LAKE GENEVA, Wis. - If only the walls at the Grand Geneva Resort & Spa could talk.
There might be a good tale or two.
Although the resort is celebrating its 25th anniversary this year, its history actually dates back to the days of the Lake Geneva Playboy Club. Hugh Heffner opened the club in 1968. Grand Geneva Director of Golf Dave Hallenback was a lifeguard at the club almost 50 years ago and later worked in the golf shop, playing golf with dozens of celebrities and athletes. His stories drop names like Bob Hope and many of Chicago's legendary athletes.
The Playboy club closed in 1981, and for one brief night in 2018 came to life again at a 50th anniversary celebration. Today, Grand Geneva, owned by Marcus Hotels and Resorts since 1994, is more about cows (at its legendary Geneva Chophouse) and birds (golf) than bunnies. The 36-hole golf and ski resort is a corporate retreat to companies from Chicago, Madison and Milwaukee, all within easy driving distance. Families and golfers looking to trade the city life for the area's lakes and laid-back rural vibe are equally welcome.
The resort is rolling out the red carpet for its 25th anniversary celebrations this summer. A 25th birthday package includes a hardcover book, a Peanut Butter Bomb desert and two cans of specially brewed 25th Birthday Brute beer. June rolled back prices to 1994 with rooms at $105 and up and tee times on The Highlands and The Brute at $55 and up. My June stay mixed just the right cocktail of golf, dining and relaxation.
Grand Geneva is a sprawling 1,300-acre, AAA Four Diamond property, home to 355 rooms and 29 new villas. It's a four-season destination with the Mountain Top ski and snowboard facility and the 225-room Timber Ridge Lodge & Waterpark, an indoor-outdoor waterpark. Walking into my room, I was immediately attracted to the balcony view overlooking the 18th hole of The Brute. A TV embedded inside the bathroom mirror was a surprise luxury item.
Both my days ended with fantastic meals. I wish I had the stomach for three entrees at Ristorante Brissago. The tomato and short rib sauce of the Rigatoni al Ragu more than satisfied. At the Chophouse, I checked off all the essential food groups - seafood (the impressive chilled seafood sampler), meat (ribeye) and dessert (carrot cake has vegetables, right?). Fireworks on Sunday nights over the lake cap off every summer weekend in style.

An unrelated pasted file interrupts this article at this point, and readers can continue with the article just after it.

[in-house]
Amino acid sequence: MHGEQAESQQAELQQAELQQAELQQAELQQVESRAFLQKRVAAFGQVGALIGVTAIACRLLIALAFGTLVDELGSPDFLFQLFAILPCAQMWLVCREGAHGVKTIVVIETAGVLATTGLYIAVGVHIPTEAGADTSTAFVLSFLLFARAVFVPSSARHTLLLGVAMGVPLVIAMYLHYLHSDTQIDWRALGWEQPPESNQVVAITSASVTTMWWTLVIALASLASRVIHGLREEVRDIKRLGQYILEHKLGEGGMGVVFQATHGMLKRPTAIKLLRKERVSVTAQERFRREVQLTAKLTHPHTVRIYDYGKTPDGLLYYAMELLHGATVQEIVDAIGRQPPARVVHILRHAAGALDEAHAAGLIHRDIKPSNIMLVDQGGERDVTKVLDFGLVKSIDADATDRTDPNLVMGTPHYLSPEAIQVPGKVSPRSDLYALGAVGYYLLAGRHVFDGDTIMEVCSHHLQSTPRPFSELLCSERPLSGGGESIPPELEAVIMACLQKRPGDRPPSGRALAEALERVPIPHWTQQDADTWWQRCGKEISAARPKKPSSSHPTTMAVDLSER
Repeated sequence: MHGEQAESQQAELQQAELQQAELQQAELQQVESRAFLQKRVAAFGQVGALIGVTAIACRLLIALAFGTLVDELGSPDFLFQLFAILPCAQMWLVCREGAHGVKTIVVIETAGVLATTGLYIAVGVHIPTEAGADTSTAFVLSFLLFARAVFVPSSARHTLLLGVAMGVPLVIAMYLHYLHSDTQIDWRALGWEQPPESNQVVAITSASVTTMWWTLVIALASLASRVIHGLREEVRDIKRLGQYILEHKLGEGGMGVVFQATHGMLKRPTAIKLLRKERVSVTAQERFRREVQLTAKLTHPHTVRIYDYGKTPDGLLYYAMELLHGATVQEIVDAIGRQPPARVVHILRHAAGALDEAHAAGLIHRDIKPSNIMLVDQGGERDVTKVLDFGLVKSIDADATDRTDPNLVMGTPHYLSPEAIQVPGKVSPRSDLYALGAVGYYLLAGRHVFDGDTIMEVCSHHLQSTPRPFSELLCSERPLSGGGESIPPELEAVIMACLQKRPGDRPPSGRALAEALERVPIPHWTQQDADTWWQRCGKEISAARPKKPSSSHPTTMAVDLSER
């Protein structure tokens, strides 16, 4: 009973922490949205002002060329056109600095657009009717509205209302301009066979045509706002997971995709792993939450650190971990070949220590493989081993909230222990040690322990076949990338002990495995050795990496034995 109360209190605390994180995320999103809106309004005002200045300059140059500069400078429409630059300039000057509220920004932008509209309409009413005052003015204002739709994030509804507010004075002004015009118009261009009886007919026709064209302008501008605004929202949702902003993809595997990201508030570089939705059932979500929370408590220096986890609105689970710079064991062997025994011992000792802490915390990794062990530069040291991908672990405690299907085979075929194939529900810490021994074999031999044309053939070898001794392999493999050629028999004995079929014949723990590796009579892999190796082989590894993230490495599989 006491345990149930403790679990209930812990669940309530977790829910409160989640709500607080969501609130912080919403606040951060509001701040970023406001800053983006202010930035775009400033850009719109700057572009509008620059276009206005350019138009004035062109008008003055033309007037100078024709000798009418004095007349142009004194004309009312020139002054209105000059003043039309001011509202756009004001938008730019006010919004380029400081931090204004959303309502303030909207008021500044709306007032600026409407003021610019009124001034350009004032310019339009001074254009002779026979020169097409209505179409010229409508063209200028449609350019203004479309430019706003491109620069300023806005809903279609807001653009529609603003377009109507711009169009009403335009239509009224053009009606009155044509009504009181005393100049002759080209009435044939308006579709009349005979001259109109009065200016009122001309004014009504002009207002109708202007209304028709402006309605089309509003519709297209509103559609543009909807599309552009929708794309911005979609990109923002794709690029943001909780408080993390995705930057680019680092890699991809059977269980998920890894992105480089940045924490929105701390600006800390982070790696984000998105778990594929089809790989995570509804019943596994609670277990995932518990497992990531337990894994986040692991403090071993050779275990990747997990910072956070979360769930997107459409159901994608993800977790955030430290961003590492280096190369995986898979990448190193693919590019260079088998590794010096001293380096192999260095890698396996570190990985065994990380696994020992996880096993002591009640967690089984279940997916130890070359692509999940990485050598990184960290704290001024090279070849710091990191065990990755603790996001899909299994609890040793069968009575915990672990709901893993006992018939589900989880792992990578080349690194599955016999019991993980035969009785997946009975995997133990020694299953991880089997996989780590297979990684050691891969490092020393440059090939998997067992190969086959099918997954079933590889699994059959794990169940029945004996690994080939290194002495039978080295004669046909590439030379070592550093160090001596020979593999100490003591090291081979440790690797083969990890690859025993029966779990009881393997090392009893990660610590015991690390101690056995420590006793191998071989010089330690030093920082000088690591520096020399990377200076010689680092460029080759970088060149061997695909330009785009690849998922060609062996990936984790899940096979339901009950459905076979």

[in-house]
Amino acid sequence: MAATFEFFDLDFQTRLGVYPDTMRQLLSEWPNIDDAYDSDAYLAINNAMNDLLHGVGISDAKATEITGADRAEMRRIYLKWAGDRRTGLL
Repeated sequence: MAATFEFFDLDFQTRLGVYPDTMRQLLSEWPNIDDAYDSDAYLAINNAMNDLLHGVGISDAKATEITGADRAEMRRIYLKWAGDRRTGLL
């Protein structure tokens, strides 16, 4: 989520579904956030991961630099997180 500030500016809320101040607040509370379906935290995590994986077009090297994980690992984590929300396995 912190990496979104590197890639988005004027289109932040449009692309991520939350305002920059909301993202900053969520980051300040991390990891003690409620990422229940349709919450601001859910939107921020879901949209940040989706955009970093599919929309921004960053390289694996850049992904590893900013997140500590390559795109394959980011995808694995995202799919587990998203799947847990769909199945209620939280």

After two rounds of golf, the WELL Spa + Salon, located in a separate fitness building, was the best decision of the trip. The spa offers more than 65 treatments and services, including a traditional golf-themed massage that sedated me into a near-coma.
When one course is named The Brute and the other has Pete Dye's finger prints on it, you've got your hands full playing at Grand Geneva. The Highlands is a lovable mutt of a design. Dye and Jack Nicklaus laid down the original routing in 1970 as the Briar Patch. Too difficult for most, it was rerouted by Bob Cupp in 1996 with additional tweaking done by Chicago architect Robert Lohmann a decade later. Too many cooks in the kitchen has left a few quirky spots. What's the line off the tee on the par-5 11th?
Even with a few question marks, the 6,659-yard par 71 delivers a nice jaunt through woods and wetlands.
As for tackling The Brute, I had a score to settle. It slapped me around about 7-8 years ago. Our foursome made the controversial - and correct - move to split up, the better players teeing off from the 6,554-yard 'Championship' white tees and the short knockers (me) from the 6,000-yard 'Regular' golds. In hindsight, I should have played all the par 5s back a box - combo tees would have been nice. The ninth and 18th holes, bracketed by a lake are absolutely terrifying long par 4s. River-like tributaries leak out from the lake in three different directions, dissecting fairways on holes 1, 10, 15 and 17. With thick rough and rolling hills, The Brute can leave a mark on anybody's ego.
In the grand scheme of things, Grand Geneva has cemented its place atop the food chain in Wisconsin golf. In the past 25 years, new heralded resorts have emerged as competition to hog the spotlight: The American Club (2020 Ryder Cup) to the east; Erin Hills (2017 U.S. Open) to the north and Mike Keiser's Sand Valley to the west. Savvy golfers can turn this foursome of world-class resorts into a golf trail of sorts, flying into Chicago and picking them off one by one with Grand Geneva as the starting line or ending point. The bunnies are gone, but the birdies and bogeys live on. Grand Geneva's future remains bright for the next 25 years and beyond.